The head of the Senate Banking Committee will unveil sweeping new reforms for the financial system Monday after failing to reach an agreement with Republicans on the panel.
Sen. Chris Dodd, D-Conn., announced today that he will release his proposals to overhaul Wall Street in the wake of the financial meltdown, even though talks with top Republican negotiator, Sen. Bob Corker of Tennessee, left "a few outstanding issues" unresolved.
The two lawmakers have been locked in negotiations for weeks. Dodd said they "made significant progress," have "resolved many of the items" and will continue to talk in the coming days.
Dodd said he is concerned that the chance for reform will dwindle as memories fade of the near-meltdown of the financial system in 2008. The Connecticut lawmaker released his original proposal last November, but the Banking panel's ranking Republican, Alabama Sen. Richard Shelby, refused to back the measure.
The main sticking point has been the Obama administration's controversial proposal to create an independent consumer protection agency. Republicans have opposed the measure and the financial industry has lobbied furiously against such an agency.
Democrats appear to have relented in an effort to win bipartisan support for the agency. The latest proposal would place the agency within the Federal Reserve, as long as it is given an independent head, independent funding, and rule-making and enforcement powers.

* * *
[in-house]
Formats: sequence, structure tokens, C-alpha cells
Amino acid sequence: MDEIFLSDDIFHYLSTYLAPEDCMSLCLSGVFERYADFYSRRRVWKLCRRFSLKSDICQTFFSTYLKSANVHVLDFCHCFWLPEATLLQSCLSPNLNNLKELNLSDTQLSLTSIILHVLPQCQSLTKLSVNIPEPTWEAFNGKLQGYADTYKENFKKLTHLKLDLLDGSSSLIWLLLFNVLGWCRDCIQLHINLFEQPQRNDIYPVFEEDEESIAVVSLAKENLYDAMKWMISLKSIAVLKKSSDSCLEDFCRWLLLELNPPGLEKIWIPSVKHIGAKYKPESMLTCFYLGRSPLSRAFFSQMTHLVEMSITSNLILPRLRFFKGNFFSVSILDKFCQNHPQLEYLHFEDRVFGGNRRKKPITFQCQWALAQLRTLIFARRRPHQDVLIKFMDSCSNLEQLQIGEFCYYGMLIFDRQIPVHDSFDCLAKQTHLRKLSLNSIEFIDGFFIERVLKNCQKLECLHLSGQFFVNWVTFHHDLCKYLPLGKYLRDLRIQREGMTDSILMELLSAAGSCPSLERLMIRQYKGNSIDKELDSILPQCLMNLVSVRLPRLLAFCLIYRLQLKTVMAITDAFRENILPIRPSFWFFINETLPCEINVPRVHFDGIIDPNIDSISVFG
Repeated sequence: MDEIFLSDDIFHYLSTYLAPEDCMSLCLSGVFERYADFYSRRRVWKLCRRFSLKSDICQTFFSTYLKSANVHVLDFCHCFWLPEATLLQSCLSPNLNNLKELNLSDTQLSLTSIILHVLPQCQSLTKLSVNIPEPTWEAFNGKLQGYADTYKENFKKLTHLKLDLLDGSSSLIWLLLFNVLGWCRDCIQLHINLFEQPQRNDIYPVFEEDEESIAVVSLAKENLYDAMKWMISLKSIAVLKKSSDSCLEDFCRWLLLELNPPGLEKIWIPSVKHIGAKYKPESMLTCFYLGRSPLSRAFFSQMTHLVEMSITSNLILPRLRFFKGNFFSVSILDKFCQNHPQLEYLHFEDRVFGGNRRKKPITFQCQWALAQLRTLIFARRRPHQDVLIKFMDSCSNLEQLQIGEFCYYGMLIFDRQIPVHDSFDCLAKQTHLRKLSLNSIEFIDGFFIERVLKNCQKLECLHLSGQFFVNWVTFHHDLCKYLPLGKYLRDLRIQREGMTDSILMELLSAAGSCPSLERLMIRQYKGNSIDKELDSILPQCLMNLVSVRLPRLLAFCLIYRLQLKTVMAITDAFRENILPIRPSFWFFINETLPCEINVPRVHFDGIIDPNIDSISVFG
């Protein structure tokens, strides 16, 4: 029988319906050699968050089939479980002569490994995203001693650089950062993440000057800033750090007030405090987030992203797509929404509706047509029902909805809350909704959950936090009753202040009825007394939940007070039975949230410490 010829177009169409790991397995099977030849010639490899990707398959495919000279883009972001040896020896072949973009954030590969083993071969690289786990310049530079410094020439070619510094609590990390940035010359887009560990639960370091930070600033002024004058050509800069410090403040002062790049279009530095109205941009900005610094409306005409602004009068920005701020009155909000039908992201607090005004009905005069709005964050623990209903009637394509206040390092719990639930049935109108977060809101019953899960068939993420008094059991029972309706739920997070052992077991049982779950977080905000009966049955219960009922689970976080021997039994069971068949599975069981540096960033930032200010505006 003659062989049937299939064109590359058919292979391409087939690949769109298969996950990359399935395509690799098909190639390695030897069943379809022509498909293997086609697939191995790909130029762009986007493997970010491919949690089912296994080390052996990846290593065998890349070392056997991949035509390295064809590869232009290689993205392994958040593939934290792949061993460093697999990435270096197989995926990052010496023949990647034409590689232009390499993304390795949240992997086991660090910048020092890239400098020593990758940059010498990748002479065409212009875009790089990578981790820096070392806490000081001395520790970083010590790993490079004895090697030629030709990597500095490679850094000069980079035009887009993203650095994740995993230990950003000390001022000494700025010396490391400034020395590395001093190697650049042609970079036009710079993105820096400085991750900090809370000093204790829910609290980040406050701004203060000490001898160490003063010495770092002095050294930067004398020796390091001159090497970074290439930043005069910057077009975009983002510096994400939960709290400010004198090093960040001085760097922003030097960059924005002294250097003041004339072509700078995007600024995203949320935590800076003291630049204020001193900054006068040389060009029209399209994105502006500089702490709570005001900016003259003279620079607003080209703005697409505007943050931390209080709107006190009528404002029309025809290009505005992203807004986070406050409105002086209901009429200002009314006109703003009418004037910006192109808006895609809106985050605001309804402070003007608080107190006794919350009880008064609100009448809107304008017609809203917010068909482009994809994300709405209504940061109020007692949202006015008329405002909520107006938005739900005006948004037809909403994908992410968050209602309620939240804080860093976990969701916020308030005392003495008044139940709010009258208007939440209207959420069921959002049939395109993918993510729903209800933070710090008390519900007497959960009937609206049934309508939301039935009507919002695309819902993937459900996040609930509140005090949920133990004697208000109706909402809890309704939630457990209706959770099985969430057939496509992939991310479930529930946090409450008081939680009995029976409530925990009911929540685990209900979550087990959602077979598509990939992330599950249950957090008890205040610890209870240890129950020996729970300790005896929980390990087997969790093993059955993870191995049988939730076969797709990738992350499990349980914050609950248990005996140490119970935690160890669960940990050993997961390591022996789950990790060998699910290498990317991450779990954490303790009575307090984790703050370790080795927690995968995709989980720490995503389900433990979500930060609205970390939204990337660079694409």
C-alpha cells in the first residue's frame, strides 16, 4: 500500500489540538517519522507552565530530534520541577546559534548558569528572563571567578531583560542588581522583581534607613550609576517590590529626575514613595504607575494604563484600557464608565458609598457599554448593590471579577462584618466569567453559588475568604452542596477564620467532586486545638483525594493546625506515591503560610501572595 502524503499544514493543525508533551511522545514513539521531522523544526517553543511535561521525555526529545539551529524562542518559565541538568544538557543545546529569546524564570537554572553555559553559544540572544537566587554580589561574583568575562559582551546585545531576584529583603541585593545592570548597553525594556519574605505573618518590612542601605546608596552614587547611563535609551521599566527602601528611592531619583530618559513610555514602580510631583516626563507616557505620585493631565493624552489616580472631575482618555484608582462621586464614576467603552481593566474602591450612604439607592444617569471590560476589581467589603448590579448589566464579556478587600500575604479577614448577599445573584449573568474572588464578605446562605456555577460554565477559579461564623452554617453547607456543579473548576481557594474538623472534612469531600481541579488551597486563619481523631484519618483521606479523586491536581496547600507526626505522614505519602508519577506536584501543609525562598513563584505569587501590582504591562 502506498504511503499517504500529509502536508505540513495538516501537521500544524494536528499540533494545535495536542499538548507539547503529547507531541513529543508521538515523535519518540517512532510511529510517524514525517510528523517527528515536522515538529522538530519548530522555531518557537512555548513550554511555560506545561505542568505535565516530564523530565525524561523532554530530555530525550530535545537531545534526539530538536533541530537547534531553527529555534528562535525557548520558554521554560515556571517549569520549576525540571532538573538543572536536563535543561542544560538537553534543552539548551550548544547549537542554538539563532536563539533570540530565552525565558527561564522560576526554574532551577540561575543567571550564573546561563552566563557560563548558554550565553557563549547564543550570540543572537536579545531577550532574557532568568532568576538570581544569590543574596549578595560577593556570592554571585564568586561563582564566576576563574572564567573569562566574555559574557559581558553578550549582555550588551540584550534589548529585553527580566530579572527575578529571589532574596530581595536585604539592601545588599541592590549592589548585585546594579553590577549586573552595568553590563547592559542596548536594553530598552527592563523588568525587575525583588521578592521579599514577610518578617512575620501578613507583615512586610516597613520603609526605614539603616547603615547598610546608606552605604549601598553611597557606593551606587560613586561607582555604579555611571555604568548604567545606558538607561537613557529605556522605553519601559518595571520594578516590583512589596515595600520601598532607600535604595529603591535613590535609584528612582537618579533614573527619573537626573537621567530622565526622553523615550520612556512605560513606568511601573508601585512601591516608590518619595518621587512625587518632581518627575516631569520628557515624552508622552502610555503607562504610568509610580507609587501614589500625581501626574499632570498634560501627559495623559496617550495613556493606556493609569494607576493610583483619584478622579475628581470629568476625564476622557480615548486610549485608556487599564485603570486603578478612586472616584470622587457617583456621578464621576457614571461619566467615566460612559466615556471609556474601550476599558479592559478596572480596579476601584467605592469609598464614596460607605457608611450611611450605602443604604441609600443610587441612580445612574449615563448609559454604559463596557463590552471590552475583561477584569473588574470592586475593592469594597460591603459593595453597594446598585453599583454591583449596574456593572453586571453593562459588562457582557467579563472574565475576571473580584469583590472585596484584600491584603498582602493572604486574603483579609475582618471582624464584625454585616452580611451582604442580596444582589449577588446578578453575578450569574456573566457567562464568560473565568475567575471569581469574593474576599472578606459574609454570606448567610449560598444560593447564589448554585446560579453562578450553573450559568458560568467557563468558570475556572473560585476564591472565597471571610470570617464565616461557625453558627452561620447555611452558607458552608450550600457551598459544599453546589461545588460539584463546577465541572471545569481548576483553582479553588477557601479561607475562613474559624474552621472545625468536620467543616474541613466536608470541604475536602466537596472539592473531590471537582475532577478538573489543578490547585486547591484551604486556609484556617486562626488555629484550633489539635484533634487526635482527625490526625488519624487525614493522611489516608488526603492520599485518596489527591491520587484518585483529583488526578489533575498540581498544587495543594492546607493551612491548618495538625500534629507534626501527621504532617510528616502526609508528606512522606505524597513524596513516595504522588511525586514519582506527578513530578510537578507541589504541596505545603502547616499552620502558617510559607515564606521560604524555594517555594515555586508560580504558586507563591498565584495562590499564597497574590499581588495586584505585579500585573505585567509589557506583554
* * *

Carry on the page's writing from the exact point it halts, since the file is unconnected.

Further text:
Other elements that appear likely to be included in Dodd's reform bill will be giving the government so-called "resolution authority," the power to wind down large failing firms in an effort to avoid a repeat of the "too big to fail" problems that led to the government's massive bailout of major Wall Street banks.
Dodd is also set to propose a systemic risk council, chaired by the Treasury Secretary, to monitor the nation's economy for possible threats to its stability. The oversight of the nation's biggest banks with assets of more than $100 billion appears likely to remain with the Federal Reserve.
Another element of the reform movement will be an effort to monitor the over-the-counter derivatives market, including the credit-default swaps that played such a pivotal role in the downfall of insurance giant AIG.
"We are disappointed to hear that negotiations have stumbled," Scott Talbott, chief lobbyist for the Financial Services Roundtable, told ABC News. "We continue to urge senators to work towards a strong bipartisan reform bill."
The House of Representatives passed its reform measure late last year. Rep. Barney Frank, chairman of the House Financial Services Committee, has said he would not support housing the consumer watchdog agency within the Federal Reserve.
Bailout watchdogs such as Congressional Oversight Panel chief Elizabeth Warren, consumer groups, and even the Pentagon and Hollywood celebrities like Heidi Montag have come out strongly in favor of an independent consumer agency.
The slow pace of negotiations in the Senate has sparked criticism in recent months. After unveiling his reform package on Monday, Dodd said he plans to hold a mark-up session in the banking committee the week of March 22.
A panel of economists recently warned that without even stronger reforms than the proposals currently under discussion, another financial meltdown could soon happen.